Riggs National Corp., which controls Washington's largest bank, yesterday reported a 2.8 percent decline in second-quarter net income because of a large increase in problem loans.

Riggs said that so-called nonperforming assets--essentially past-due loans, loans on which the terms have been renegotiated and real estate that was foreclosed on--grew 22 percent in the first half of the year. Riggs said it had $78.7 million of nonperforming assets on June 30 compared with $64.3 million at the end of last year.

Nonperforming loans were 4.6 percent of Riggs' total loan portfolio of $1.7 billion, according to figures supplied by the bank. While the worldwide recession and the four-year spate of high interest rates are pushing up problem loan totals at nearly all banks, Riggs has a higher portion of problem loans than most.

However, the bank said that most of its so-called problem loans are "well-secured by real estate and the bank does not anticipate losses of any consequence in this loan category."

In 1981 Riggs' problem loans grew from less than $20 million to $64.3 million because of a sharp increase in nonperforming foreign loans and real estate loans. Most nonperforming loans do not actually become write-offs, or loans the bank decides never will be repaid. Furthermore, even after a bank writes off a loan as uncollectible, it often recovers all or part of the credit.

Riggs reported second-quarter income of $6.39 million ($1.07 a share) compared with $6.58 million ($1.10) during the three months ended June 30, 1981. Riggs had no gains or losses on securities transactions.

For the first half of the year, income was up 4.8 percent to $12.66 million from $12.08 million on June 30, 1981.

The bank holding company, with total deposits of $3.1 billion and total assets of $3.6 billion on June 30, also cited unspecified extraordinary costs of a "nonrecurring nature" as playing part of the role in the second-quarter decline in net income.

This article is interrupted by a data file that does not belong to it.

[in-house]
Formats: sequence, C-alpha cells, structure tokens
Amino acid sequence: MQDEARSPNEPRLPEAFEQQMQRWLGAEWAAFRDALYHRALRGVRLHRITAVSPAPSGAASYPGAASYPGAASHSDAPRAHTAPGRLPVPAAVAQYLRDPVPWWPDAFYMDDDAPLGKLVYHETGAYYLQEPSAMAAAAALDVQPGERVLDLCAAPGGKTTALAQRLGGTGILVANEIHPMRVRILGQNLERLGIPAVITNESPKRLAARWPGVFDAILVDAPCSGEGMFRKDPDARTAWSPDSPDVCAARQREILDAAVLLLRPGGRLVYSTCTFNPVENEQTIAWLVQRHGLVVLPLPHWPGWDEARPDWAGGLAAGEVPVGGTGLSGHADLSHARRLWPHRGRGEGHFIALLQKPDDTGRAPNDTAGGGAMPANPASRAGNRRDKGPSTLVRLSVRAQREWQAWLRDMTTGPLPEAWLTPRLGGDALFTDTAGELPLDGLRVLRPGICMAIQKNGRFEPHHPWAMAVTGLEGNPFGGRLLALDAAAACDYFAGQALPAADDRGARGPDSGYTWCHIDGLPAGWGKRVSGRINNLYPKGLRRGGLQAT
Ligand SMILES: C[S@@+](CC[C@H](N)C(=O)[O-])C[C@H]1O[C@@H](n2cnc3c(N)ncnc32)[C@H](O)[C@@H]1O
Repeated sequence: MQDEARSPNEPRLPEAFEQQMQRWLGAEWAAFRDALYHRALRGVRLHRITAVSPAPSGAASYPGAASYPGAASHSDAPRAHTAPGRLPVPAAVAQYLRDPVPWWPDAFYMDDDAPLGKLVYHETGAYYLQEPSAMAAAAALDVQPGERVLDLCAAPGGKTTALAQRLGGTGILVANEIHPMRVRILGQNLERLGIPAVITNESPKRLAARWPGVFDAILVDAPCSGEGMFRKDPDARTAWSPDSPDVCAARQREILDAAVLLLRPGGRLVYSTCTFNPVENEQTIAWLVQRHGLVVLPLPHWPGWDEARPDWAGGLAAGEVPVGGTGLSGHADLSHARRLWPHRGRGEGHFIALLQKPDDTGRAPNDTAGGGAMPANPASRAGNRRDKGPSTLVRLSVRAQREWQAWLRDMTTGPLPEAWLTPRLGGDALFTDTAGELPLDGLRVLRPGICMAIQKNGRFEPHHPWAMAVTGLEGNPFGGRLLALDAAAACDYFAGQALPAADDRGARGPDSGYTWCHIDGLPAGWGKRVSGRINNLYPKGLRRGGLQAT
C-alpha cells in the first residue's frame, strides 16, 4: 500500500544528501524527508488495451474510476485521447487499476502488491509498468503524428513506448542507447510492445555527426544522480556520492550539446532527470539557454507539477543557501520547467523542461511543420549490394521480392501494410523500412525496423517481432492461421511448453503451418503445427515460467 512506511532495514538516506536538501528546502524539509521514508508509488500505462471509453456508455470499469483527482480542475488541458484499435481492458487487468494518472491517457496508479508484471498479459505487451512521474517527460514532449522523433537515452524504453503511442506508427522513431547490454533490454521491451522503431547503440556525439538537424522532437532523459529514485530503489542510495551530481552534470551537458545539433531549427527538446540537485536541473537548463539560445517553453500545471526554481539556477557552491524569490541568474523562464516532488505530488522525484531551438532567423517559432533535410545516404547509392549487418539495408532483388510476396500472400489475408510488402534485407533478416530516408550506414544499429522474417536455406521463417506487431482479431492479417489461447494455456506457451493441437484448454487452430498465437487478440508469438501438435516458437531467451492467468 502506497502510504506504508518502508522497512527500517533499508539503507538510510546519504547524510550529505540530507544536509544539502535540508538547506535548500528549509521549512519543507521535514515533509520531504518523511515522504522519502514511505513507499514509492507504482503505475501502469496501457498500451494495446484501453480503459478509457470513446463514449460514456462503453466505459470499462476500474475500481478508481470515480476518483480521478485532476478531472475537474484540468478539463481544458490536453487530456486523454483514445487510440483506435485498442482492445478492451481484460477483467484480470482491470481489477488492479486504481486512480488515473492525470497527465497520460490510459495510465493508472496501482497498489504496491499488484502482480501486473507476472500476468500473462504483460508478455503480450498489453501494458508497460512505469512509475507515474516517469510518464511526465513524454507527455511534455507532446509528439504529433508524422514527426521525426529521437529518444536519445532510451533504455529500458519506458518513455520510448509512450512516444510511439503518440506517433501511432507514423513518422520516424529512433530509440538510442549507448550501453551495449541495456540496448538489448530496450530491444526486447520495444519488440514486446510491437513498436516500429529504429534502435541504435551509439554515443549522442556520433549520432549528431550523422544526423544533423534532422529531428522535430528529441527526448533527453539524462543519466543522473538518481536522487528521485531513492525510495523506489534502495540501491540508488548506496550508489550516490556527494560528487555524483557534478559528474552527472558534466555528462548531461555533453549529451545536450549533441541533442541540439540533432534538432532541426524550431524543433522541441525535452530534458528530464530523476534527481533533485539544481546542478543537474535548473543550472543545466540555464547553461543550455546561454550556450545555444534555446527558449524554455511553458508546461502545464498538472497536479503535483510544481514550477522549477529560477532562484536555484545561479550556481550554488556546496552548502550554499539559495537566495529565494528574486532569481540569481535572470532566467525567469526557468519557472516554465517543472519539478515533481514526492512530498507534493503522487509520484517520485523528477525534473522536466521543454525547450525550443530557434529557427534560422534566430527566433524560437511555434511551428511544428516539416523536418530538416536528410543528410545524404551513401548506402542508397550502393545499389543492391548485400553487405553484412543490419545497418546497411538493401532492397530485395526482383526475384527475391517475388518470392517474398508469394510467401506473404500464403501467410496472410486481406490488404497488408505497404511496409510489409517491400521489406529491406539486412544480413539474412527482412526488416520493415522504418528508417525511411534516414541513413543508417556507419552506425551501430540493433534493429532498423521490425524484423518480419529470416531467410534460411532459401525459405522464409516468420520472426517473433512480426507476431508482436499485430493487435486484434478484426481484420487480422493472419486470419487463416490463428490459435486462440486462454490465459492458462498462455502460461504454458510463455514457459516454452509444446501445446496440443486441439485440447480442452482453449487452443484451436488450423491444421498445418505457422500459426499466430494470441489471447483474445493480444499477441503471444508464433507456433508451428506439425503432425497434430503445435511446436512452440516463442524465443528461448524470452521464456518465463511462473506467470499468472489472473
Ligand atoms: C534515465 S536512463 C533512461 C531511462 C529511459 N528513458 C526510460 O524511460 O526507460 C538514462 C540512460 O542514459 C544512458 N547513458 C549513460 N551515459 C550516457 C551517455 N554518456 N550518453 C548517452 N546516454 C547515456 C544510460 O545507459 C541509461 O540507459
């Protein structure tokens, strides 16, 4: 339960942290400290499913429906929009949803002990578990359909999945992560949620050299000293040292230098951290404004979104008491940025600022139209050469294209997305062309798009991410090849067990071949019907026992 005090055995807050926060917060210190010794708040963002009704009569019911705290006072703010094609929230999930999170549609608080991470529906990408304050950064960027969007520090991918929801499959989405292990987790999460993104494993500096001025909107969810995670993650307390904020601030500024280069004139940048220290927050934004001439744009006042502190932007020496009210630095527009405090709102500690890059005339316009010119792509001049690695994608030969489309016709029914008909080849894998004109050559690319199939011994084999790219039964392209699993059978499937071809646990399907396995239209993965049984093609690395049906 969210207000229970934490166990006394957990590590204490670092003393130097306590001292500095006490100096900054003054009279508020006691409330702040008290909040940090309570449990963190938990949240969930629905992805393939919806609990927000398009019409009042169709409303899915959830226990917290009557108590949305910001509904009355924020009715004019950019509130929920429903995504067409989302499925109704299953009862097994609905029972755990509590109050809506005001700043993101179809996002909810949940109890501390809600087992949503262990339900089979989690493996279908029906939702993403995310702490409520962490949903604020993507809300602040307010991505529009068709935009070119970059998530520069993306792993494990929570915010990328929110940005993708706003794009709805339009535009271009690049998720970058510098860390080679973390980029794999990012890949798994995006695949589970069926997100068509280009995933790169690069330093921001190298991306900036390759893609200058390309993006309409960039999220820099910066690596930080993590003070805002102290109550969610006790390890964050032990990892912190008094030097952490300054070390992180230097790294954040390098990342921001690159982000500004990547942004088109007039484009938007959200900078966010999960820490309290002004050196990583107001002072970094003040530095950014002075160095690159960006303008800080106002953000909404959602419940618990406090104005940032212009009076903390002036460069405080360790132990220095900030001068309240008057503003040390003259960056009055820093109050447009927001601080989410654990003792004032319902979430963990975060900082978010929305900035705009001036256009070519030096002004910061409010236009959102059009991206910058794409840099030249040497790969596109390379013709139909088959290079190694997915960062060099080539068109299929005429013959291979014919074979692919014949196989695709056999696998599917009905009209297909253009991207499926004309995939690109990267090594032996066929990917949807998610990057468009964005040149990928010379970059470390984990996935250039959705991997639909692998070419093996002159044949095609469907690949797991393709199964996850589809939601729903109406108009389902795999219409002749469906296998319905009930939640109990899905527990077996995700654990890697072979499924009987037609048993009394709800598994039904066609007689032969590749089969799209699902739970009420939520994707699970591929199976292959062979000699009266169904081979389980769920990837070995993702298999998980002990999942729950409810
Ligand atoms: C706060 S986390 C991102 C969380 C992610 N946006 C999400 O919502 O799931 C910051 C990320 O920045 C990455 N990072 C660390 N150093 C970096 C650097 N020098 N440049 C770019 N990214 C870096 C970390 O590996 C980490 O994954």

The bank said it anticipated the increase in nonperforming loans, calling the income performance for the quarter and the first half "ahead of the budget plan." In a release, the bank noted the "current economic pressures on the real estate construction industry in the Washington, D.C., area."

Riggs is a major lender to real estate developers.

Virginia National Bankshares Inc., which owns the state's second-largest bank, reported yesterday that second-quarter income before gains or losses on securities transactions was $8.15 million ($1.10 a share), 6.7 percent higher than the $7.64 million ($1.07) it earned in the second quarter of 1981.

After securities losses, the bank's net income was $8.06 million compared with $6.87 million during the first quarter of 1981.

Virginia National had $3.28 billion in assets on June 30, an increase of 15.6 percent over June 30, 1981. Its deposits were $2.569 billion, 15.5 percent more than the $2.24 billion of deposits the year before.

For the first half, Virginia National's net income before securities transactions was $15.53 million, 4.6 percent higher than the $14.85 million the bank holding company earned in the first half of last year.

Student Loan Marketing Association reported second-quarter net income of $8.9 million ($8.91 a share), 140 percent more than the $3.7 million ($3.71) it earned in the same period last year. Sallie Mae, as the association usually is called, purchases insured loans made under the Guaranteed Student Loan Program and the Health Education Assistance Program. For the first half of the year, Sallie Mae earned $16.5 million, a 117 percent increase over the $7.6 million it earned during the first six months of 1981.

The association had assets of $6.1 billion on June 30, 54 percent more than the $3.9 billion it had on June 30, 1981.